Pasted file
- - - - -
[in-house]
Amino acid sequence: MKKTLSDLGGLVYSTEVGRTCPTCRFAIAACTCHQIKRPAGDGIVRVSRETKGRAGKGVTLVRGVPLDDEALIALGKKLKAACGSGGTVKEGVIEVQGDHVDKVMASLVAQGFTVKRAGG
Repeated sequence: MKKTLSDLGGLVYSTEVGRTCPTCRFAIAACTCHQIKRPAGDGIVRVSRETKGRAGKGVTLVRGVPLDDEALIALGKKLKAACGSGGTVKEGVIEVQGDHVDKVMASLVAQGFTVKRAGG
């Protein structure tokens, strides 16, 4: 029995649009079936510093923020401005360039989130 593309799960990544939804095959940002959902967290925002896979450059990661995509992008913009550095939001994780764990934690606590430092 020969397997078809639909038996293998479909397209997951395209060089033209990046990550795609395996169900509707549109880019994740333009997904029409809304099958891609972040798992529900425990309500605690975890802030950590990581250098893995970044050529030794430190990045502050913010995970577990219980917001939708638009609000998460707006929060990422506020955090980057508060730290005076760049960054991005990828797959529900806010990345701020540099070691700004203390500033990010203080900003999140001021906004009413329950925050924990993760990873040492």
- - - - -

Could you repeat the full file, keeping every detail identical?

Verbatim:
[in-house]
Amino acid sequence: MKKTLSDLGGLVYSTEVGRTCPTCRFAIAACTCHQIKRPAGDGIVRVSRETKGRAGKGVTLVRGVPLDDEALIALGKKLKAACGSGGTVKEGVIEVQGDHVDKVMASLVAQGFTVKRAGG
Repeated sequence: MKKTLSDLGGLVYSTEVGRTCPTCRFAIAACTCHQIKRPAGDGIVRVSRETKGRAGKGVTLVRGVPLDDEALIALGKKLKAACGSGGTVKEGVIEVQGDHVDKVMASLVAQGFTVKRAGG
């Protein structure tokens, strides 16, 4: 029995649009079936510093923020401005360039989130 593309799960990544939804095959940002959902967290925002896979450059990661995509992008913009550095939001994780764990934690606590430092 020969397997078809639909038996293998479909397209997951395209060089033209990046990550795609395996169900509707549109880019994740333009997904029409809304099958891609972040798992529900425990309500605690975890802030950590990581250098893995970044050529030794430190990045502050913010995970577990219980917001939708638009609000998460707006929060990422506020955090980057508060730290005076760049960054991005990828797959529900806010990345701020540099070691700004203390500033990010203080900003999140001021906004009413329950925050924990993760990873040492």